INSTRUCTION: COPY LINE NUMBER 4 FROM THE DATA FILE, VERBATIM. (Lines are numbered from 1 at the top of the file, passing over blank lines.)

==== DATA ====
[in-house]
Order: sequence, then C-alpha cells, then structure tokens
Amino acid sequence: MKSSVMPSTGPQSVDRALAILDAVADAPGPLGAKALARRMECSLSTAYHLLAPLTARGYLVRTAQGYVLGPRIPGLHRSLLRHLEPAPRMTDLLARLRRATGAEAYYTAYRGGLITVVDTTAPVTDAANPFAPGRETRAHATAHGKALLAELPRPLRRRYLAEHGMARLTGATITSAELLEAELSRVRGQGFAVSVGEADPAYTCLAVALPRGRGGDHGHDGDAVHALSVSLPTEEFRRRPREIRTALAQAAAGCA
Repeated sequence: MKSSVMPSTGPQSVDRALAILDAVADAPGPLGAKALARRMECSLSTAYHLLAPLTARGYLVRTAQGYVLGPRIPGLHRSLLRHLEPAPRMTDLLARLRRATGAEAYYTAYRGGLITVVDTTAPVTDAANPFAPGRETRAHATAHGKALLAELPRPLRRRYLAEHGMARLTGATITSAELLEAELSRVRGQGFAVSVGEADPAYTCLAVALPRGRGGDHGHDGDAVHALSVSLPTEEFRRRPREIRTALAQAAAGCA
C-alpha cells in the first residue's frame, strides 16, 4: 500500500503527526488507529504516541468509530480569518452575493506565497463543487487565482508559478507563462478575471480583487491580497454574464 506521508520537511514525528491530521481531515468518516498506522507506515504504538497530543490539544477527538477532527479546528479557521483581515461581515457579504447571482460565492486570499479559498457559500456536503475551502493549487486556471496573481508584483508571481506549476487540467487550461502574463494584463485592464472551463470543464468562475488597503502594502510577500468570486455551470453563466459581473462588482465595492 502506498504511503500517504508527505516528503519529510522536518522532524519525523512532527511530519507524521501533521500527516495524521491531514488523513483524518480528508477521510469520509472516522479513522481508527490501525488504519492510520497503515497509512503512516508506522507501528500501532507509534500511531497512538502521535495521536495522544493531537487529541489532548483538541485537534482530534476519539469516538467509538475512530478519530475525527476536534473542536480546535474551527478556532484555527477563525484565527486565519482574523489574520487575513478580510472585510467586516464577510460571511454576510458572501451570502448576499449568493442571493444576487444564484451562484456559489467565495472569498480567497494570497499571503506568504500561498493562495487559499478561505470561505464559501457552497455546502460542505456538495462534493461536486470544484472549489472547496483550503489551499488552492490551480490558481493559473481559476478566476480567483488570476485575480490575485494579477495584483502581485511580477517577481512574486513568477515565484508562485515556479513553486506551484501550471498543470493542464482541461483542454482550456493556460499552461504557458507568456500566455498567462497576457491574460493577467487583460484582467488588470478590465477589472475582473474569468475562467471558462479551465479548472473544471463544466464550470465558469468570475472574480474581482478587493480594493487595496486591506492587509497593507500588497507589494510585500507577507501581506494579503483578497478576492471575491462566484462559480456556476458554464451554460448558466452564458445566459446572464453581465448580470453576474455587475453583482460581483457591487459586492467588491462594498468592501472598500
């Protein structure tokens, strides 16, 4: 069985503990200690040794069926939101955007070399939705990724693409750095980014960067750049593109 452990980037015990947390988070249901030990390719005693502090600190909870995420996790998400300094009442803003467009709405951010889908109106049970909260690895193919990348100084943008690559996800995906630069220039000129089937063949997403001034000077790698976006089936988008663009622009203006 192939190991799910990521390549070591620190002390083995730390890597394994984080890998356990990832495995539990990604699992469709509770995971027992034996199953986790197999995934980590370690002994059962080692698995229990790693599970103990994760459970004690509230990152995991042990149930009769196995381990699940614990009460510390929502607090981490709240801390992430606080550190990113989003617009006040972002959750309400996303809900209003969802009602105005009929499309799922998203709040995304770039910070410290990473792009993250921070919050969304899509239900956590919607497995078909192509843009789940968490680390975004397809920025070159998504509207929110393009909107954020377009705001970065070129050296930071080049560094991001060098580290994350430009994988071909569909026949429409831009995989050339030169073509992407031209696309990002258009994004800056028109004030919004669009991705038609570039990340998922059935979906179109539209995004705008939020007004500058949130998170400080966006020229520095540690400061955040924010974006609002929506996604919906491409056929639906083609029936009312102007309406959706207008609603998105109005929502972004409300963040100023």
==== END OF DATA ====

Repeated sequence: MKSSVMPSTGPQSVDRALAILDAVADAPGPLGAKALARRMECSLSTAYHLLAPLTARGYLVRTAQGYVLGPRIPGLHRSLLRHLEPAPRMTDLLARLRRATGAEAYYTAYRGGLITVVDTTAPVTDAANPFAPGRETRAHATAHGKALLAELPRPLRRRYLAEHGMARLTGATITSAELLEAELSRVRGQGFAVSVGEADPAYTCLAVALPRGRGGDHGHDGDAVHALSVSLPTEEFRRRPREIRTALAQAAAGCA